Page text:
What the World Court Ruled on the Matter of Genocide in Gaza

There is a profound irony in the reaction to the preliminary ruling issued on Jan. 26 by the International Court of Justice in the case brought by South Africa, asking that Israel be found guilty of genocide, and be ordered to stop the genocidal attacks on the Palestinians in Gaza. The irony is that the ruling has been disparaged by both those defending Israel’s actions, and some who oppose them. Defenders of Israel, including members of the Netanyahu regime, first declared a victory since there was no demand issued for a ceasefire, but also attacked the court, in the words of Defense Minister Gallant, for accepting an “anti-Semitic request to discuss the claim of genocide in Gaza”. Those disappointed with the decision accuse the Court of corruption and fear of the power of the “Israel Lobby”.

Both “sides” missed the significance of the ruling, and are responding in a pre-programmed way, fitting the profile of their followers. A reading of the text confirms that the Court’s findings do challenge Netanyahu’s apologists, and represent a strong first step to restoring accountability in strategic affairs.

The six orders issued are:

  1. Israel must “take all measures within its power to prevent the commission of all acts defined” by the Convention on genocide, which include ending the killing, and acts causing serious bodily and mental harm to Palestinians; and stop “deliberately inflicting…conditions of life calculated to bring about its physical destruction…;and imposing measures intended to prevent births within that group.”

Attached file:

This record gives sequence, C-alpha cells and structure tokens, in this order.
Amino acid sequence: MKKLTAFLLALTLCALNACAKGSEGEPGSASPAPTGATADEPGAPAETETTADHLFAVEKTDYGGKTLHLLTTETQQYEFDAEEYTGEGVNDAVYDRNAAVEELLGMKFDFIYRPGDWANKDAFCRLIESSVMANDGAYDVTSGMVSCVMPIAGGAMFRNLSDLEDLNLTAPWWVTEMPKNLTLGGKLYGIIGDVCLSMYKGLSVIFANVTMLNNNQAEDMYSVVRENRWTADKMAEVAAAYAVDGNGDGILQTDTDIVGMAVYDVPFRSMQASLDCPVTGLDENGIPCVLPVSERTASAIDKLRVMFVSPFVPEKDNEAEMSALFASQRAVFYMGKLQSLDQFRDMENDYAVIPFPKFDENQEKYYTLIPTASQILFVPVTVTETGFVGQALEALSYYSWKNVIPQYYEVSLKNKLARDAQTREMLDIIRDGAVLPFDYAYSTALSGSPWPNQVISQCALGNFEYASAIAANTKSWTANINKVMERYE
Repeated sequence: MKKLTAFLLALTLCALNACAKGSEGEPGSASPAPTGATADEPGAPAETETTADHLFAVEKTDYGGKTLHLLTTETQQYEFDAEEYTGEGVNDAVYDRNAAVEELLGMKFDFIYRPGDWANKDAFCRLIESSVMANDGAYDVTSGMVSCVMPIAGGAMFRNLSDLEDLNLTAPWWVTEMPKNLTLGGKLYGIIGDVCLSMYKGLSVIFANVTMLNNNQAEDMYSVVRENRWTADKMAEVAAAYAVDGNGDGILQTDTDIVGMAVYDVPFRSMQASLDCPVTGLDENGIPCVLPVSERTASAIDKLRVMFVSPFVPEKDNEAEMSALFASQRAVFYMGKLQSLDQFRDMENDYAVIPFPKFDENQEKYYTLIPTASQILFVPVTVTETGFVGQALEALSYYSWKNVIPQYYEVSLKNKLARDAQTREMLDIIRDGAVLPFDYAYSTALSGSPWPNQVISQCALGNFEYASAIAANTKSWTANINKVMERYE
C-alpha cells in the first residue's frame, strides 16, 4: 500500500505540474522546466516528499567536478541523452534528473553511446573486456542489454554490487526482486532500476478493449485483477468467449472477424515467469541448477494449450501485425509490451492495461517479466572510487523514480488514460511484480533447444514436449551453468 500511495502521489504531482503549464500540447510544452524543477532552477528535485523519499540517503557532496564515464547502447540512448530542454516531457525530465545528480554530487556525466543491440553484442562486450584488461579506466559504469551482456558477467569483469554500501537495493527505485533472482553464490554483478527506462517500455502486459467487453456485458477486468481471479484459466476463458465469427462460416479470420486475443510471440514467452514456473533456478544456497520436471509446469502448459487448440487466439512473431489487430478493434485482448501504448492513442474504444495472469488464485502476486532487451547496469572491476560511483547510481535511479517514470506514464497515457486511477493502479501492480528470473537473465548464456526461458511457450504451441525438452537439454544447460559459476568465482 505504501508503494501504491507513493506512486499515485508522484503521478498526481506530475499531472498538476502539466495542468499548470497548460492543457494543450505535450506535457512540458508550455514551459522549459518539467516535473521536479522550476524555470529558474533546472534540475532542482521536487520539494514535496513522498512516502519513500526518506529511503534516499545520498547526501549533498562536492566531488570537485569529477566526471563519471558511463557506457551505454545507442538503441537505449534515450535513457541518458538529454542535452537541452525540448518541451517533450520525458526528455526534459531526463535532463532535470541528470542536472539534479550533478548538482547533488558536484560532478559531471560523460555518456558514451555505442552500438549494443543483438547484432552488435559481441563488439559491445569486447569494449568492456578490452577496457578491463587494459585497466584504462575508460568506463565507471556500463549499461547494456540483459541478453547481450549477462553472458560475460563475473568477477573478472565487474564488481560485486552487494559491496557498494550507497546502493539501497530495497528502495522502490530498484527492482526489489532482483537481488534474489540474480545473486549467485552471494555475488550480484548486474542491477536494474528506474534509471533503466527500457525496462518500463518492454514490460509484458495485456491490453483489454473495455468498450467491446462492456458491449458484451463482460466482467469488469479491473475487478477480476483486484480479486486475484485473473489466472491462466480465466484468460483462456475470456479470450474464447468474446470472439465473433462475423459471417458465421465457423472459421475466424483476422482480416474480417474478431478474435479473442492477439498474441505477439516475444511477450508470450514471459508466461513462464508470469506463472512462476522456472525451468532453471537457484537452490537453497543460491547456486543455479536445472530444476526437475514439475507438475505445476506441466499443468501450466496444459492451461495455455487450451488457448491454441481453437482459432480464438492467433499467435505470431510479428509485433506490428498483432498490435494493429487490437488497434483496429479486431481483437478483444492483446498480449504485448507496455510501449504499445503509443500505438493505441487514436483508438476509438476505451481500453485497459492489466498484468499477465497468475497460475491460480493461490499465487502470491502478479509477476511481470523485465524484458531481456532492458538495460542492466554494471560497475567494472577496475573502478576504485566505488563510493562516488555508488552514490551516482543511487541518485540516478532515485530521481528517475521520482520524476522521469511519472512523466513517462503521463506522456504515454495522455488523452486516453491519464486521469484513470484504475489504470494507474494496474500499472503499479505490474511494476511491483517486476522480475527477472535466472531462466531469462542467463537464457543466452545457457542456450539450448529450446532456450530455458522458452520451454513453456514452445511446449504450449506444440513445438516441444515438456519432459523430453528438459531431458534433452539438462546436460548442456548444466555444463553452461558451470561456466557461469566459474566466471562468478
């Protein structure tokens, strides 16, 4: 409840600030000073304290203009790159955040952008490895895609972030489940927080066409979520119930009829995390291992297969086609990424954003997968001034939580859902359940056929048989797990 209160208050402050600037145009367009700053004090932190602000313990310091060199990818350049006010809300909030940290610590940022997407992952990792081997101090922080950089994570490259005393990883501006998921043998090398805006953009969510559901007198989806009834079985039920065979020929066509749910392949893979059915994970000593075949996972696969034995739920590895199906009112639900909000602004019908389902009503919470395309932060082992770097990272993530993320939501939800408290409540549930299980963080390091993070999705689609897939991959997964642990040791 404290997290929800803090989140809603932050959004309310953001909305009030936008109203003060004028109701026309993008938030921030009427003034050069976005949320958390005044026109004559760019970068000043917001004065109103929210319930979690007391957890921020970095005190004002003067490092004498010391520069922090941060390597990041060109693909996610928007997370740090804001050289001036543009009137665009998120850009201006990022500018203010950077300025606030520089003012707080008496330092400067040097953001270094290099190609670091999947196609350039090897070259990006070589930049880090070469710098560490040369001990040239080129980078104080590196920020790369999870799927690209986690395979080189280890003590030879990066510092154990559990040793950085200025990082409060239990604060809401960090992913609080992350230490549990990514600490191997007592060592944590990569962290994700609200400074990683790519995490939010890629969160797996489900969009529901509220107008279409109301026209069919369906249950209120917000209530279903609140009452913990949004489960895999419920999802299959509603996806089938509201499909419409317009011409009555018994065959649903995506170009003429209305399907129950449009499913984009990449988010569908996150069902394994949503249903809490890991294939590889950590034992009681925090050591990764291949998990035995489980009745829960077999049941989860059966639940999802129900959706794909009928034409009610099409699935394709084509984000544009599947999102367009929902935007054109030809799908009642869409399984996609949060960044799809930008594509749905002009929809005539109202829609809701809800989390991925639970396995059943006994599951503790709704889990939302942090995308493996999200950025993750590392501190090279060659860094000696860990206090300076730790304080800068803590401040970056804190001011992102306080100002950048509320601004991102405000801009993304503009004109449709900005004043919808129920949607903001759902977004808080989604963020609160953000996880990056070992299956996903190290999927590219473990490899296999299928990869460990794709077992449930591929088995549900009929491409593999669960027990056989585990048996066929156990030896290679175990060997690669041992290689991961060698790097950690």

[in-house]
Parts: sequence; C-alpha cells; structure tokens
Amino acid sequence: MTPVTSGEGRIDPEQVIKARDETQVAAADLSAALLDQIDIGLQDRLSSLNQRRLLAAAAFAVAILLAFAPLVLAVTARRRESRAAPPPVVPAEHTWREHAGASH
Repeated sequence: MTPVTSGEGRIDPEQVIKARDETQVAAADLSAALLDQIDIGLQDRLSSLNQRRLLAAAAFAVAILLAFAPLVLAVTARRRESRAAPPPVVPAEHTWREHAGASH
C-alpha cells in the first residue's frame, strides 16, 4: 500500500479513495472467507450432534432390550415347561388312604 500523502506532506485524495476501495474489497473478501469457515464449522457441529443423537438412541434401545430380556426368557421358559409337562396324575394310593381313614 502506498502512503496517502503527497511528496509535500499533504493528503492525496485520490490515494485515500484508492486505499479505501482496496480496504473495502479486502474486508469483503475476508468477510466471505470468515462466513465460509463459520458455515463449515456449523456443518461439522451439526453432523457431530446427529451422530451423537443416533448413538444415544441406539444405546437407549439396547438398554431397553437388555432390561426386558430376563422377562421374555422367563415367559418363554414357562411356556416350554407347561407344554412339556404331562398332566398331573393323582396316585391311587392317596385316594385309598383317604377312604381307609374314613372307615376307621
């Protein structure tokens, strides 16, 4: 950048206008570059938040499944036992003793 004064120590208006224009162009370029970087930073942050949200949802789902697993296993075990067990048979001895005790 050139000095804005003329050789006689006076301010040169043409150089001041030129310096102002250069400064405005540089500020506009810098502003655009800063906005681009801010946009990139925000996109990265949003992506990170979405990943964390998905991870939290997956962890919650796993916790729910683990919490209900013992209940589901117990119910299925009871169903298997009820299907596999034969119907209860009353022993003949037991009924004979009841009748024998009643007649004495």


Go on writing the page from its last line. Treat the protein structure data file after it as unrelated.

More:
2. Ensure “with immediate effect that its military does not commit any acts described in point 1.”
  3. Take all measures to “prevent and punish the direct and public incitement to commit genocide….”
  4. Take immediate measures to provide “urgently needed basic services and humanitarian assistance to address the adverse conditions of life faced by Palestinians in the Gaza Strip.”
  5. Take “effective measures to prevent the destruction and ensure the preservation of evidence related to allegations of acts” described above.
  6. Must “submit a report to the Court on all measures…within one month as from the date of this order”.

The ruling was greeted enthusiastically by South Africa’s President Ramaphosa, who described it “as a victory for international law”, adding that this “Order is binding on Israel,” and represents “an important first step in our quest to secure justice for the people of Gaza”. For those complaining that the judges did not order an immediate ceasefire, South Africa’s Minister of International Relations, Dr. Naledi Pandor, said that “If you read the order, by implication, a ceasefire must happen” in order to fulfill the demands placed on Israel.

Following its decision on the emergency provisional measures requested by South Africa, the ICJ will now fully examine the charges of genocide against Israel. A definitive ruling is not expected for months.

The order can be read in full here.

Print Friendly, PDF & Email